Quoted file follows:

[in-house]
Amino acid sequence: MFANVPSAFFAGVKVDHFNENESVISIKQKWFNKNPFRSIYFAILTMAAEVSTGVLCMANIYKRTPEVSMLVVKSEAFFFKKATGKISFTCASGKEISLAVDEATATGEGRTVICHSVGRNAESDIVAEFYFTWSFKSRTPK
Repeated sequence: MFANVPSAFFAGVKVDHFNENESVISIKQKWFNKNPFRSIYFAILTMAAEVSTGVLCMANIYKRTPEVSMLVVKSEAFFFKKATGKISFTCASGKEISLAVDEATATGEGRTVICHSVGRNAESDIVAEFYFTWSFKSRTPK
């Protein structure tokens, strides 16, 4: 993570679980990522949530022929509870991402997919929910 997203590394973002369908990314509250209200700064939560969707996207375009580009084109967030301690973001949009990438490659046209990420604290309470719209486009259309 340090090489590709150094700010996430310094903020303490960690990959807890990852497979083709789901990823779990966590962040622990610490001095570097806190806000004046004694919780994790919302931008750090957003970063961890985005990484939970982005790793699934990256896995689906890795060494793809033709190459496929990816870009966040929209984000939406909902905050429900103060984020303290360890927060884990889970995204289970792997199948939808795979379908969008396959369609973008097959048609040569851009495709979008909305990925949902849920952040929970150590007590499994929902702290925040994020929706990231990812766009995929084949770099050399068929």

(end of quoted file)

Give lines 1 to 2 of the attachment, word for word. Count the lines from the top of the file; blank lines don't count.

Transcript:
[in-house]
Amino acid sequence: MFANVPSAFFAGVKVDHFNENESVISIKQKWFNKNPFRSIYFAILTMAAEVSTGVLCMANIYKRTPEVSMLVVKSEAFFFKKATGKISFTCASGKEISLAVDEATATGEGRTVICHSVGRNAESDIVAEFYFTWSFKSRTPK